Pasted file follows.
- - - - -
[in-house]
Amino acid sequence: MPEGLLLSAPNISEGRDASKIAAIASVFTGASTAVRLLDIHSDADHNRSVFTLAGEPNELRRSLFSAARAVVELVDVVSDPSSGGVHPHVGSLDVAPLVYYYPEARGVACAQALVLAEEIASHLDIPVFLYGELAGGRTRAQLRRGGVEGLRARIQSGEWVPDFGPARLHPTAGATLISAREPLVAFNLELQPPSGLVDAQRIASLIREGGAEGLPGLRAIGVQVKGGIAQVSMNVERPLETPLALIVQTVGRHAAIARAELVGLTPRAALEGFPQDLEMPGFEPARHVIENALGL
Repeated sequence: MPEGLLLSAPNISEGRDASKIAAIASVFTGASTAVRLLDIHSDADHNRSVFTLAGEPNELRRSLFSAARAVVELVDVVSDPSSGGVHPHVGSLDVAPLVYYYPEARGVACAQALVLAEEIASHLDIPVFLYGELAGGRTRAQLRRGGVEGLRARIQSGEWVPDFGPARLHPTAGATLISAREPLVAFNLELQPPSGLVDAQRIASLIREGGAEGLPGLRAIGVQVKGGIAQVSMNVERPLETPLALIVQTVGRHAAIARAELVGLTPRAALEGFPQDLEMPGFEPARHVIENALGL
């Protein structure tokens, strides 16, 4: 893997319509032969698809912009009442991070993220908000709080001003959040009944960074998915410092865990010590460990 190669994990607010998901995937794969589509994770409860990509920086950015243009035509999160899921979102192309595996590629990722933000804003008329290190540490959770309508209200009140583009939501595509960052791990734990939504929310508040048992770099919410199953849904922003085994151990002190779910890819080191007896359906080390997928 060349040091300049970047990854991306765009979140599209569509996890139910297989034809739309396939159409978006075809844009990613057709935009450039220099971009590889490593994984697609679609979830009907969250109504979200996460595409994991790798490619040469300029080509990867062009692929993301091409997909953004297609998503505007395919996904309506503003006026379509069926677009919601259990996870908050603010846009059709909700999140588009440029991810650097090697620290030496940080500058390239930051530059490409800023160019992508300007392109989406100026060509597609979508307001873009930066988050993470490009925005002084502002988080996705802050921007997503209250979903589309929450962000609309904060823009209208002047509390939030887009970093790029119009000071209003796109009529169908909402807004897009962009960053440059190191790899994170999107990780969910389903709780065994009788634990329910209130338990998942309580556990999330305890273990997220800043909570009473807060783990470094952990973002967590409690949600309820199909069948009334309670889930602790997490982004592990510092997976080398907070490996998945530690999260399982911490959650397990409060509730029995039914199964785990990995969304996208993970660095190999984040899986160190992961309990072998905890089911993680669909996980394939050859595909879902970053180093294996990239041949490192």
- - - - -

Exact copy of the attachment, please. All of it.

[in-house]
Amino acid sequence: MPEGLLLSAPNISEGRDASKIAAIASVFTGASTAVRLLDIHSDADHNRSVFTLAGEPNELRRSLFSAARAVVELVDVVSDPSSGGVHPHVGSLDVAPLVYYYPEARGVACAQALVLAEEIASHLDIPVFLYGELAGGRTRAQLRRGGVEGLRARIQSGEWVPDFGPARLHPTAGATLISAREPLVAFNLELQPPSGLVDAQRIASLIREGGAEGLPGLRAIGVQVKGGIAQVSMNVERPLETPLALIVQTVGRHAAIARAELVGLTPRAALEGFPQDLEMPGFEPARHVIENALGL
Repeated sequence: MPEGLLLSAPNISEGRDASKIAAIASVFTGASTAVRLLDIHSDADHNRSVFTLAGEPNELRRSLFSAARAVVELVDVVSDPSSGGVHPHVGSLDVAPLVYYYPEARGVACAQALVLAEEIASHLDIPVFLYGELAGGRTRAQLRRGGVEGLRARIQSGEWVPDFGPARLHPTAGATLISAREPLVAFNLELQPPSGLVDAQRIASLIREGGAEGLPGLRAIGVQVKGGIAQVSMNVERPLETPLALIVQTVGRHAAIARAELVGLTPRAALEGFPQDLEMPGFEPARHVIENALGL
């Protein structure tokens, strides 16, 4: 893997319509032969698809912009009442991070993220908000709080001003959040009944960074998915410092865990010590460990 190669994990607010998901995937794969589509994770409860990509920086950015243009035509999160899921979102192309595996590629990722933000804003008329290190540490959770309508209200009140583009939501595509960052791990734990939504929310508040048992770099919410199953849904922003085994151990002190779910890819080191007896359906080390997928 060349040091300049970047990854991306765009979140599209569509996890139910297989034809739309396939159409978006075809844009990613057709935009450039220099971009590889490593994984697609679609979830009907969250109504979200996460595409994991790798490619040469300029080509990867062009692929993301091409997909953004297609998503505007395919996904309506503003006026379509069926677009919601259990996870908050603010846009059709909700999140588009440029991810650097090697620290030496940080500058390239930051530059490409800023160019992508300007392109989406100026060509597609979508307001873009930066988050993470490009925005002084502002988080996705802050921007997503209250979903589309929450962000609309904060823009209208002047509390939030887009970093790029119009000071209003796109009529169908909402807004897009962009960053440059190191790899994170999107990780969910389903709780065994009788634990329910209130338990998942309580556990999330305890273990997220800043909570009473807060783990470094952990973002967590409690949600309820199909069948009334309670889930602790997490982004592990510092997976080398907070490996998945530690999260399982911490959650397990409060509730029995039914199964785990990995969304996208993970660095190999984040899986160190992961309990072998905890089911993680669909996980394939050859595909879902970053180093294996990239041949490192």